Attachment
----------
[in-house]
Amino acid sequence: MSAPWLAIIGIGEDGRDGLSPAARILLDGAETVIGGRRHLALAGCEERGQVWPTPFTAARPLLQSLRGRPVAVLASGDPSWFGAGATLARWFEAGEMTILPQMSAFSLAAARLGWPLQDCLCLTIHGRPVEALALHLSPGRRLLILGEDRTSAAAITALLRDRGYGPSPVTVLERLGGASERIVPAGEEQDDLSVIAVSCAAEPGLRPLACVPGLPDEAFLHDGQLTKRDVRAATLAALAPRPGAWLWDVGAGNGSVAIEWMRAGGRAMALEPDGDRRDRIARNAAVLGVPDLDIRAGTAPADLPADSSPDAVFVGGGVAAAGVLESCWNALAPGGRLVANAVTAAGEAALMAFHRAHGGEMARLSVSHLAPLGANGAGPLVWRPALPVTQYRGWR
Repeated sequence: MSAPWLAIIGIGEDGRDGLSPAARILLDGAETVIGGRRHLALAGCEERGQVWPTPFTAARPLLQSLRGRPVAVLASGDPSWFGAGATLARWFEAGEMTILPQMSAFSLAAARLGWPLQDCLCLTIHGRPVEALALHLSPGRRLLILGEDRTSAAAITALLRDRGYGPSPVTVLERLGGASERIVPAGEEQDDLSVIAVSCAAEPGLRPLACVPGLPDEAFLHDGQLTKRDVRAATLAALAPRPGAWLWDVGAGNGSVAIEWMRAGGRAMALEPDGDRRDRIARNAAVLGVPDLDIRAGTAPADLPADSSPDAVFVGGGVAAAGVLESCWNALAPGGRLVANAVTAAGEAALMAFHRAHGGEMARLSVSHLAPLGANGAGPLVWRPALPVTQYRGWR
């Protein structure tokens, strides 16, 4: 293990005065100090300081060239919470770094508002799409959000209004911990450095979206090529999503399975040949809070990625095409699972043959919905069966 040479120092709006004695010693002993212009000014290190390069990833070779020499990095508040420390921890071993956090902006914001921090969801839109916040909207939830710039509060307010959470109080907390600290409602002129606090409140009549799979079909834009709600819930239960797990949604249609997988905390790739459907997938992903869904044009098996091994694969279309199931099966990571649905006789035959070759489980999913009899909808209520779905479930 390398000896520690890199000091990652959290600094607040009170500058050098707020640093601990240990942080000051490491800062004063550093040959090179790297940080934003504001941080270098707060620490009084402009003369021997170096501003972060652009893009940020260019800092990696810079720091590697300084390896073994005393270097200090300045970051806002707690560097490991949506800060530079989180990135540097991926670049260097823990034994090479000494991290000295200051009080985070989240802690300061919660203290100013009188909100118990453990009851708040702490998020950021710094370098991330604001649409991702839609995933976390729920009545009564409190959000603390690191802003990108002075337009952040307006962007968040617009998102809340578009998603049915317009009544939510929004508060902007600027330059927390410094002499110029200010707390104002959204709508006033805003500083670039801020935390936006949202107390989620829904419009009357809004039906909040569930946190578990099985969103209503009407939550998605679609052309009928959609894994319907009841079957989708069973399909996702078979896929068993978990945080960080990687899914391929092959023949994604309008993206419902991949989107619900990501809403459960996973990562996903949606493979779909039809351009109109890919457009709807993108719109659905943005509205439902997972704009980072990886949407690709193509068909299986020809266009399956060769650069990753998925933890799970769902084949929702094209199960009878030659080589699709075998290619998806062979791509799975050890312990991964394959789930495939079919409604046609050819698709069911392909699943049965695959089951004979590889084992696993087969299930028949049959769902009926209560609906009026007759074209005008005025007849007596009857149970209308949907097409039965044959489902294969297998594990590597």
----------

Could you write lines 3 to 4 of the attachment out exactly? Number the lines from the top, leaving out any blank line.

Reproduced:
Repeated sequence: MSAPWLAIIGIGEDGRDGLSPAARILLDGAETVIGGRRHLALAGCEERGQVWPTPFTAARPLLQSLRGRPVAVLASGDPSWFGAGATLARWFEAGEMTILPQMSAFSLAAARLGWPLQDCLCLTIHGRPVEALALHLSPGRRLLILGEDRTSAAAITALLRDRGYGPSPVTVLERLGGASERIVPAGEEQDDLSVIAVSCAAEPGLRPLACVPGLPDEAFLHDGQLTKRDVRAATLAALAPRPGAWLWDVGAGNGSVAIEWMRAGGRAMALEPDGDRRDRIARNAAVLGVPDLDIRAGTAPADLPADSSPDAVFVGGGVAAAGVLESCWNALAPGGRLVANAVTAAGEAALMAFHRAHGGEMARLSVSHLAPLGANGAGPLVWRPALPVTQYRGWR
């Protein structure tokens, strides 16, 4: 293990005065100090300081060239919470770094508002799409959000209004911990450095979206090529999503399975040949809070990625095409699972043959919905069966 040479120092709006004695010693002993212009000014290190390069990833070779020499990095508040420390921890071993956090902006914001921090969801839109916040909207939830710039509060307010959470109080907390600290409602002129606090409140009549799979079909834009709600819930239960797990949604249609997988905390790739459907997938992903869904044009098996091994694969279309199931099966990571649905006789035959070759489980999913009899909808209520779905479930 390398000896520690890199000091990652959290600094607040009170500058050098707020640093601990240990942080000051490491800062004063550093040959090179790297940080934003504001941080270098707060620490009084402009003369021997170096501003972060652009893009940020260019800092990696810079720091590697300084390896073994005393270097200090300045970051806002707690560097490991949506800060530079989180990135540097991926670049260097823990034994090479000494991290000295200051009080985070989240802690300061919660203290100013009188909100118990453990009851708040702490998020950021710094370098991330604001649409991702839609995933976390729920009545009564409190959000603390690191802003990108002075337009952040307006962007968040617009998102809340578009998603049915317009009544939510929004508060902007600027330059927390410094002499110029200010707390104002959204709508006033805003500083670039801020935390936006949202107390989620829904419009009357809004039906909040569930946190578990099985969103209503009407939550998605679609052309009928959609894994319907009841079957989708069973399909996702078979896929068993978990945080960080990687899914391929092959023949994604309008993206419902991949989107619900990501809403459960996973990562996903949606493979779909039809351009109109890919457009709807993108719109659905943005509205439902997972704009980072990886949407690709193509068909299986020809266009399956060769650069990753998925933890799970769902084949929702094209199960009878030659080589699709075998290619998806062979791509799975050890312990991964394959789930495939079919409604046609050819698709069911392909699943049965695959089951004979590889084992696993087969299930028949049959769902009926209560609906009026007759074209005008005025007849007596009857149970209308949907097409039965044959489902294969297998594990590597």